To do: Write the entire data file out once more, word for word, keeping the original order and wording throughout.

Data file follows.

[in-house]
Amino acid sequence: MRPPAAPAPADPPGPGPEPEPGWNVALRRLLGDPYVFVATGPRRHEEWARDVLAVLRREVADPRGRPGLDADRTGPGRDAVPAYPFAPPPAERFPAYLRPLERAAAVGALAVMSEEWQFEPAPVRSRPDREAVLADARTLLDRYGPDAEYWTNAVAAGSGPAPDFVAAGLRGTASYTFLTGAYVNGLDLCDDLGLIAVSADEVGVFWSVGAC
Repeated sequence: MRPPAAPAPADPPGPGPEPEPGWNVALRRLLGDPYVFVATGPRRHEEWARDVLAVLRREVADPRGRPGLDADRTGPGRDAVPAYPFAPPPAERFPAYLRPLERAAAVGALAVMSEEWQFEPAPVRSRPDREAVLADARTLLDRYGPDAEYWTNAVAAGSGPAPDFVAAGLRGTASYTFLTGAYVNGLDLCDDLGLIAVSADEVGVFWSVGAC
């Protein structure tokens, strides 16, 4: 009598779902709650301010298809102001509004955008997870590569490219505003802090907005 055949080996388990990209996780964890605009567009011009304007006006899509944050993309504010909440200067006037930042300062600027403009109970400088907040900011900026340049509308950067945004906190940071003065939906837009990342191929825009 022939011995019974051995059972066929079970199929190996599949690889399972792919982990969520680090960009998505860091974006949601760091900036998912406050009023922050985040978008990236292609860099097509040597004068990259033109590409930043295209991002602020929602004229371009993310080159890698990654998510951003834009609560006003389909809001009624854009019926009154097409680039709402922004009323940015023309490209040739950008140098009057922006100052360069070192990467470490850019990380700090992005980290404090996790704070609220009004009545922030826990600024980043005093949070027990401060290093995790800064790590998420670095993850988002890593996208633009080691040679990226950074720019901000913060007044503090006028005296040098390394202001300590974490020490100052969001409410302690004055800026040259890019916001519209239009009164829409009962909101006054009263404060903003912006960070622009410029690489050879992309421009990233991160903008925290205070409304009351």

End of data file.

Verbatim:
[in-house]
Amino acid sequence: MRPPAAPAPADPPGPGPEPEPGWNVALRRLLGDPYVFVATGPRRHEEWARDVLAVLRREVADPRGRPGLDADRTGPGRDAVPAYPFAPPPAERFPAYLRPLERAAAVGALAVMSEEWQFEPAPVRSRPDREAVLADARTLLDRYGPDAEYWTNAVAAGSGPAPDFVAAGLRGTASYTFLTGAYVNGLDLCDDLGLIAVSADEVGVFWSVGAC
Repeated sequence: MRPPAAPAPADPPGPGPEPEPGWNVALRRLLGDPYVFVATGPRRHEEWARDVLAVLRREVADPRGRPGLDADRTGPGRDAVPAYPFAPPPAERFPAYLRPLERAAAVGALAVMSEEWQFEPAPVRSRPDREAVLADARTLLDRYGPDAEYWTNAVAAGSGPAPDFVAAGLRGTASYTFLTGAYVNGLDLCDDLGLIAVSADEVGVFWSVGAC
């Protein structure tokens, strides 16, 4: 009598779902709650301010298809102001509004955008997870590569490219505003802090907005 055949080996388990990209996780964890605009567009011009304007006006899509944050993309504010909440200067006037930042300062600027403009109970400088907040900011900026340049509308950067945004906190940071003065939906837009990342191929825009 022939011995019974051995059972066929079970199929190996599949690889399972792919982990969520680090960009998505860091974006949601760091900036998912406050009023922050985040978008990236292609860099097509040597004068990259033109590409930043295209991002602020929602004229371009993310080159890698990654998510951003834009609560006003389909809001009624854009019926009154097409680039709402922004009323940015023309490209040739950008140098009057922006100052360069070192990467470490850019990380700090992005980290404090996790704070609220009004009545922030826990600024980043005093949070027990401060290093995790800064790590998420670095993850988002890593996208633009080691040679990226950074720019901000913060007044503090006028005296040098390394202001300590974490020490100052969001409410302690004055800026040259890019916001519209239009009164829409009962909101006054009263404060903003912006960070622009410029690489050879992309421009990233991160903008925290205070409304009351």